And, what if I am the owner of the asset, but don’t actually have it on me? Maybe I’ve lent it out to a short-seller or used it for collateral. It might take me a bit of time to unwind that commitment to be able to transfer it to you. The requirement to have it on hand for immediate settlement could curb the growth of lending and collateralization, which would preclude the emergence of a sophisticated market.

To highlight the point, a few years ago the Moscow stock exchange moved from same-day to two-day settlement, in what was touted as a “modernization.”

So, speed in settlement may reduce risk, but it adds a degree of inefficiency.

Blockchains are not fast

Now let’s look at the misconception that a blockchain-based transaction would be faster than one on traditional rails.

Blockchains are much slower than centralized databases. The technology involves validation of a transfer by the entire network, and, depending on the relevant blockchain’s consensus algorithm, could take somewhere between a few seconds and some minutes.

Even private blockchains, which do not have the same consensus considerations, have some degree of latency.

On the other hand, trades on traditional markets take nanoseconds.

Settlement is not faster, either. Last week the Bundesbank released the results of a series of trials it performed with Deutsche Borse which tested blockchain technology vs traditional rails in financial settlement. The blockchain-based system lost in terms of speed and cost.

Technology is not the problem

But, of course, blockchain-based settlement must be faster than traditional settlement – blockchain cuts out middlemen, right? Fewer steps should mean faster transfers of assets and payment.

Perhaps, but the number of steps and middlemen is not a technology issue. It’s about processes, and they evolve over time in response to problems and circumstances. Moving to a blockchain-based transfer and settlement system will not necessarily solve these problems. As we saw earlier, instant settlement is not always desirable.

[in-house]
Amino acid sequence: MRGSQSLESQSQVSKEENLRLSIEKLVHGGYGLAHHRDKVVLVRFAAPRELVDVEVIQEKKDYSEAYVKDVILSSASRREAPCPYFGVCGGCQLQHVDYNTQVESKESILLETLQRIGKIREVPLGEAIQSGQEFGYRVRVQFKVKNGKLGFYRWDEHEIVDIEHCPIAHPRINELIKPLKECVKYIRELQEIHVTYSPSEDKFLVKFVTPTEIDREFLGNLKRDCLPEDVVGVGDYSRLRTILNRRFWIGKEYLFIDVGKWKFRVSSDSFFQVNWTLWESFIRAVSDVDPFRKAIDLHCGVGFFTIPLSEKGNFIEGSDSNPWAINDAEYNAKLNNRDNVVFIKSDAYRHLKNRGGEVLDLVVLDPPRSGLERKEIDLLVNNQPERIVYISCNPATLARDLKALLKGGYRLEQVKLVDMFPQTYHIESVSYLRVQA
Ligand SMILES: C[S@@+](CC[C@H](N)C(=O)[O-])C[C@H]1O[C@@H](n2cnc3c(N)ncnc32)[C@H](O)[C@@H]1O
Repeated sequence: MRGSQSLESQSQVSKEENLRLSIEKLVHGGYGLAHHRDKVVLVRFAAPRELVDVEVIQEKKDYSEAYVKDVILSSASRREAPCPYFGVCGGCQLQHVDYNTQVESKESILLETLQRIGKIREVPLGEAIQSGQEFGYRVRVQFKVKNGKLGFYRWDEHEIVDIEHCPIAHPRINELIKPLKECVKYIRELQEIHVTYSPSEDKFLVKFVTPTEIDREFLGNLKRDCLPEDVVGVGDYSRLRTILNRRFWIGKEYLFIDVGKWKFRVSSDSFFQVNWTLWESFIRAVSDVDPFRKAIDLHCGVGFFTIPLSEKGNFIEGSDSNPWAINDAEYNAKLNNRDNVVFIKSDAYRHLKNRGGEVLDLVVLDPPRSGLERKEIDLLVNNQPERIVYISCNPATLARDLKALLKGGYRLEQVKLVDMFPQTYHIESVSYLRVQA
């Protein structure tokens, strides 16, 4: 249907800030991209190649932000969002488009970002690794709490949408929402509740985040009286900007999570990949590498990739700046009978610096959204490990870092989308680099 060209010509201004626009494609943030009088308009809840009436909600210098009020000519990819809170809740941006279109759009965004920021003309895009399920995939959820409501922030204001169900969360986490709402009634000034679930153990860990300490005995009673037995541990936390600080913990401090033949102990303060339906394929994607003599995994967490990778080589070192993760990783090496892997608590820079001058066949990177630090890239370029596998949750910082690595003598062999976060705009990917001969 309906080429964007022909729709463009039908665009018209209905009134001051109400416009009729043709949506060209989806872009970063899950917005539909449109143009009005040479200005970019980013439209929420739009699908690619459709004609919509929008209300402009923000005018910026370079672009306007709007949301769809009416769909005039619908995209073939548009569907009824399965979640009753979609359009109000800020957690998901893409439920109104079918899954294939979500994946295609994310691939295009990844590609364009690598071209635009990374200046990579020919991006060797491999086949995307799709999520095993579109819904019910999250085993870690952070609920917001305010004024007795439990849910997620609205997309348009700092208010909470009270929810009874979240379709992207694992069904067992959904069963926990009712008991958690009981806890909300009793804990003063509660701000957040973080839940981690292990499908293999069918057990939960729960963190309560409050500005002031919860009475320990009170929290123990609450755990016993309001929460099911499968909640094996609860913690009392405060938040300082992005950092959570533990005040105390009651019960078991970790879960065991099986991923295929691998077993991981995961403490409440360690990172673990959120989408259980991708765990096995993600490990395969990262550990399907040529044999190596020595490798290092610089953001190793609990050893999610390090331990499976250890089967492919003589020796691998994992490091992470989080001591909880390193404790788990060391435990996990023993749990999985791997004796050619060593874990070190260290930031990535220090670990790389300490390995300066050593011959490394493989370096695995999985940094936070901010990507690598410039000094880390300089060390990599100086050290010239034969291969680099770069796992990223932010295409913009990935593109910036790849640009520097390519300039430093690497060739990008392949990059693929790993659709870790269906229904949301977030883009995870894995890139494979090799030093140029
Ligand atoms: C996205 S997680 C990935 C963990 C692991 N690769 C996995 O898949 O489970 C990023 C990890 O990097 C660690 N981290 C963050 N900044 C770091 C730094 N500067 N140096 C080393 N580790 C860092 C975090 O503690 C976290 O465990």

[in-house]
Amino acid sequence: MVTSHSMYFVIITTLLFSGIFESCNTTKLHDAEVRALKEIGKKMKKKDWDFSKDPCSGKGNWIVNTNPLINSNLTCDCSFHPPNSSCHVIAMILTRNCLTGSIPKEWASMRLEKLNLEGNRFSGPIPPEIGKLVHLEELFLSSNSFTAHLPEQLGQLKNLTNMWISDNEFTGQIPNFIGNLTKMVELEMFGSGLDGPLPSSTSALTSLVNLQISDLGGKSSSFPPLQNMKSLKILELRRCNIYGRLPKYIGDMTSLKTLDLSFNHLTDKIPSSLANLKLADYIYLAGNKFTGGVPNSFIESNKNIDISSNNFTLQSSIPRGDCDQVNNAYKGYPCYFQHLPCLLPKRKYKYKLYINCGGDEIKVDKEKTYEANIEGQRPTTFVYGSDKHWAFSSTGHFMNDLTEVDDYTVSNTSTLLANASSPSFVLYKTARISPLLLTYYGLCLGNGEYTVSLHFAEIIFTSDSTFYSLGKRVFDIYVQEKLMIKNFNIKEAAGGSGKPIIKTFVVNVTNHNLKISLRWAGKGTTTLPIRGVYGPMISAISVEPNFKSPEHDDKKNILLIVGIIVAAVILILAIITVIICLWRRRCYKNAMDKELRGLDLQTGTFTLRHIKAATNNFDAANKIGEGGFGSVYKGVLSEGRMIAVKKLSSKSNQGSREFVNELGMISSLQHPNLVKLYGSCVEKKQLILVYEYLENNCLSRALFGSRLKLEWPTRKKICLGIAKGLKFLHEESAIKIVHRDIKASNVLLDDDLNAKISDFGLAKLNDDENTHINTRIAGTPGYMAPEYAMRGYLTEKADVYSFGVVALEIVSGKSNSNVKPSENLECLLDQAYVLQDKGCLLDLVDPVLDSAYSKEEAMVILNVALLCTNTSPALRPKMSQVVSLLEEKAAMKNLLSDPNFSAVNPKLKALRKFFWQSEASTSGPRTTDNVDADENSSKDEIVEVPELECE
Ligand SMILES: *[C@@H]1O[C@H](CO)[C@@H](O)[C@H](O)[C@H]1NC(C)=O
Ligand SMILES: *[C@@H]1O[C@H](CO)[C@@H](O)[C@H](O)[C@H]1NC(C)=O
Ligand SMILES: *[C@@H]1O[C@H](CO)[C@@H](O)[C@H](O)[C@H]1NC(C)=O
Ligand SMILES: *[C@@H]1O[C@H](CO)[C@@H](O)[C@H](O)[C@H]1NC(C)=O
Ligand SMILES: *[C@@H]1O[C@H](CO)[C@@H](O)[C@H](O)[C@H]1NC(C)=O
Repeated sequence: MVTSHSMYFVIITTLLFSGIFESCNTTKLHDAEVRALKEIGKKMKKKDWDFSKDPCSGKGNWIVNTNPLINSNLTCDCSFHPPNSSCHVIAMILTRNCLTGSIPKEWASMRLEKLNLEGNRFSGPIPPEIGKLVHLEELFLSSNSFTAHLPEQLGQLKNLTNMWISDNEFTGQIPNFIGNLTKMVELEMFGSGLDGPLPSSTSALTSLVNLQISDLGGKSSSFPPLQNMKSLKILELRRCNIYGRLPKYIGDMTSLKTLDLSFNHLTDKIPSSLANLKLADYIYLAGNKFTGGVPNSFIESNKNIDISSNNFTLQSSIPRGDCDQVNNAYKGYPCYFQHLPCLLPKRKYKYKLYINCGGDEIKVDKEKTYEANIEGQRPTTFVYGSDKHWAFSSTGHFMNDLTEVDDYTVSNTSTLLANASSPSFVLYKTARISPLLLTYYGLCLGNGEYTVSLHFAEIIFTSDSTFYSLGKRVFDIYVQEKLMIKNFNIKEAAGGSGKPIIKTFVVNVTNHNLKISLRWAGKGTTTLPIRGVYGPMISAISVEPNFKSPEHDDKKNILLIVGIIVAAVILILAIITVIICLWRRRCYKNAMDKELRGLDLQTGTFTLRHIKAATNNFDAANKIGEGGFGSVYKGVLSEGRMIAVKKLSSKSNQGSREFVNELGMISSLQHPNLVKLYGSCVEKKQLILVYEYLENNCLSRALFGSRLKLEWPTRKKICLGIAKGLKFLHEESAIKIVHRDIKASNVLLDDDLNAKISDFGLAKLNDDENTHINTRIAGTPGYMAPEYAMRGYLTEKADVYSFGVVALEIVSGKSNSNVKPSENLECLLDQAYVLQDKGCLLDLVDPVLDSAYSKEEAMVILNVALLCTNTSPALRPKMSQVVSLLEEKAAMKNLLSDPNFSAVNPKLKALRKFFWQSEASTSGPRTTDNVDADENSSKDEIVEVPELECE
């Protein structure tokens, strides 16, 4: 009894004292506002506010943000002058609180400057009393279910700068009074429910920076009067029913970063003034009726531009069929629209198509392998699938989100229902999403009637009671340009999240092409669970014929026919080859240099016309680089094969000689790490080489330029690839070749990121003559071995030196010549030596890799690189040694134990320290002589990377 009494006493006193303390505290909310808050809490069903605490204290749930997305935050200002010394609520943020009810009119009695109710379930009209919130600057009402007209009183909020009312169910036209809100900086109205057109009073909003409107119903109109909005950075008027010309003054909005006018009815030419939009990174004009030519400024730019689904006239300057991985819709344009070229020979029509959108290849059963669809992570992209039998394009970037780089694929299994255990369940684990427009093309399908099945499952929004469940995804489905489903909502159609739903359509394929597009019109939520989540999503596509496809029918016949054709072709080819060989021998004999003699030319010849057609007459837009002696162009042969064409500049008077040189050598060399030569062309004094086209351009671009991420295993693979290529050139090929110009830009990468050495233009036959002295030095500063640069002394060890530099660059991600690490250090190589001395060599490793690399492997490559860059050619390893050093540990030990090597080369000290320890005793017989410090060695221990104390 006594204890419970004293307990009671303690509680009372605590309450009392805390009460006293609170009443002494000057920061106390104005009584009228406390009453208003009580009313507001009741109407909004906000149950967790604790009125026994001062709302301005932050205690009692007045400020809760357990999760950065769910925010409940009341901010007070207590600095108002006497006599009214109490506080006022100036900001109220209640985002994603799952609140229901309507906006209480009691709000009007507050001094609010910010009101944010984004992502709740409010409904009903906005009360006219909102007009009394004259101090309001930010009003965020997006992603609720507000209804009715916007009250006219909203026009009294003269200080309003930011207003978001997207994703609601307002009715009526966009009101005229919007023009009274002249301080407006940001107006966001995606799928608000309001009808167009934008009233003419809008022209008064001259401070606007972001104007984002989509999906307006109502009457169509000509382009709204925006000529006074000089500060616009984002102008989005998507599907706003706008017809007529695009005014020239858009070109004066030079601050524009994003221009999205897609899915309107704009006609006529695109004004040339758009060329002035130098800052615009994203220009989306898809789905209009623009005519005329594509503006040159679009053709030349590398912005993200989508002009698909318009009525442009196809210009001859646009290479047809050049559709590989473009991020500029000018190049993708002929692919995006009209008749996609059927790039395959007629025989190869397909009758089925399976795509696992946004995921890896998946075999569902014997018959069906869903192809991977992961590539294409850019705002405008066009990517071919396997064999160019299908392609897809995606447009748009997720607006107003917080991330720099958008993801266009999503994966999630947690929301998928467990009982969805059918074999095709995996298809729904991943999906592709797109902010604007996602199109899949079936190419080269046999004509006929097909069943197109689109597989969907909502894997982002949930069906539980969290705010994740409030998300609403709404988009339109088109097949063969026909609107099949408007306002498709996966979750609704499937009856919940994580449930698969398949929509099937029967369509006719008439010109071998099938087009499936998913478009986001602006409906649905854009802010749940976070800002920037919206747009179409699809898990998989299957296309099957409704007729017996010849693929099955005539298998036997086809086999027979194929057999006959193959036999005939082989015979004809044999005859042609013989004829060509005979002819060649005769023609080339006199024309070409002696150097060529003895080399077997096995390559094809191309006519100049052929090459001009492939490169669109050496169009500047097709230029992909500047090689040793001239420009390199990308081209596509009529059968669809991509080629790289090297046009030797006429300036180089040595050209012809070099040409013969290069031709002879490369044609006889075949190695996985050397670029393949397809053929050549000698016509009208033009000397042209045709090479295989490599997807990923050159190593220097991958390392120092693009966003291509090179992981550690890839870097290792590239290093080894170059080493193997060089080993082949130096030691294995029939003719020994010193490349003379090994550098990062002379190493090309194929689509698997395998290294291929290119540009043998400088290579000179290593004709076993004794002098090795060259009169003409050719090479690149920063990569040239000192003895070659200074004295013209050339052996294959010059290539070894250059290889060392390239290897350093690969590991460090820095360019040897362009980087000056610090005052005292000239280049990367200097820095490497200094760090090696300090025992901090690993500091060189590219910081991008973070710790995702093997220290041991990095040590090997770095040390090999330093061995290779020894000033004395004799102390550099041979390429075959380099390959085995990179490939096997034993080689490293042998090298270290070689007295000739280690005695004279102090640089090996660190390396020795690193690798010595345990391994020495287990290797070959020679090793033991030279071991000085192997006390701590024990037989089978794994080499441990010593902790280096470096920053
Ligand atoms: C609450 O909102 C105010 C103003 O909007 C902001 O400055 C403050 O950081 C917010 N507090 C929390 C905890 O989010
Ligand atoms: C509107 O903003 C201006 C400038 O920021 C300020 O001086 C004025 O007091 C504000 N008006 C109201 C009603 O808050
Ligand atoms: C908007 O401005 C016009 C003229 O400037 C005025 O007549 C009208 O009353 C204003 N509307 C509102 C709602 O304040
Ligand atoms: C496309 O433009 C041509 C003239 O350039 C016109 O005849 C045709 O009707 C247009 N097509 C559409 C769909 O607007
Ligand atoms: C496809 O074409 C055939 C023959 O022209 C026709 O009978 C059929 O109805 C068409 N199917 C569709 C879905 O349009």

So, expecting a new type of asset to “solve” a problem that isn’t really there, with technology that isn’t faster, is placing unrealistic expectations on an emerging concept.

And unrealistic expectations will not help these new assets find their market.

What is needed?

What that market will look like is still unclear. What is clear is the sector’s rapid evolution and its potential to help reform capital markets through the spread of blockchain-based assets and settlement.

For that to materialize, however, several things need to happen:

  • Standards need to be adopted across the sector to ensure interoperability and the smooth transfer of assets and funds.
  • Regulation and/or oversight needs to be crafted to prevent fraud and a dangerous build-up of risk.
  • Stablecoin markets need to evolve to enable immediate payment without having to rely on fiat transfers.
  • And smart contracts need to develop to ensure the reliable transfer of ownership and rights.

All of the above is likely, but even once in place, there is no guarantee that security tokens will trade and settle faster than traditional assets.

Unlike in nature, the evolution of financial markets has shown us that speed is not always in our interests.

In finance, efficiency and resilience are more important than “winning” – just ask the tortoise and the hare.

Cars speeding on freeway image via Shutterstock